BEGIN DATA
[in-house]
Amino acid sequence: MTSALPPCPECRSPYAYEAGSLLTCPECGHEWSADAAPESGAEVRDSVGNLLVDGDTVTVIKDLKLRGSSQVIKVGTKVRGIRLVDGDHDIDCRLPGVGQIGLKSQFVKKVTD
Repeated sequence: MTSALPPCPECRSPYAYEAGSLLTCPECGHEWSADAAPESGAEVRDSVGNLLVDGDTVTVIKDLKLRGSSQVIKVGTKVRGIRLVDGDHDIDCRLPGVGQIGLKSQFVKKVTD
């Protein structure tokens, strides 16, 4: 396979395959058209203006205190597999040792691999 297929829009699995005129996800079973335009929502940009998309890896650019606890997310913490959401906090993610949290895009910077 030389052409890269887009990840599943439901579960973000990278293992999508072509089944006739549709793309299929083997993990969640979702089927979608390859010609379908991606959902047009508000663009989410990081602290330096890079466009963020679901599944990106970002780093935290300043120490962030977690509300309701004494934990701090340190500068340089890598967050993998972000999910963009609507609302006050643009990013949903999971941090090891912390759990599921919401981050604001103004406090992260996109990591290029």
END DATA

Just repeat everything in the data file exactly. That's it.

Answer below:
[in-house]
Amino acid sequence: MTSALPPCPECRSPYAYEAGSLLTCPECGHEWSADAAPESGAEVRDSVGNLLVDGDTVTVIKDLKLRGSSQVIKVGTKVRGIRLVDGDHDIDCRLPGVGQIGLKSQFVKKVTD
Repeated sequence: MTSALPPCPECRSPYAYEAGSLLTCPECGHEWSADAAPESGAEVRDSVGNLLVDGDTVTVIKDLKLRGSSQVIKVGTKVRGIRLVDGDHDIDCRLPGVGQIGLKSQFVKKVTD
């Protein structure tokens, strides 16, 4: 396979395959058209203006205190597999040792691999 297929829009699995005129996800079973335009929502940009998309890896650019606890997310913490959401906090993610949290895009910077 030389052409890269887009990840599943439901579960973000990278293992999508072509089944006739549709793309299929083997993990969640979702089927979608390859010609379908991606959902047009508000663009989410990081602290330096890079466009963020679901599944990106970002780093935290300043120490962030977690509300309701004494934990701090340190500068340089890598967050993998972000999910963009609507609302006050643009990013949903999971941090090891912390759990599921919401981050604001103004406090992260996109990591290029």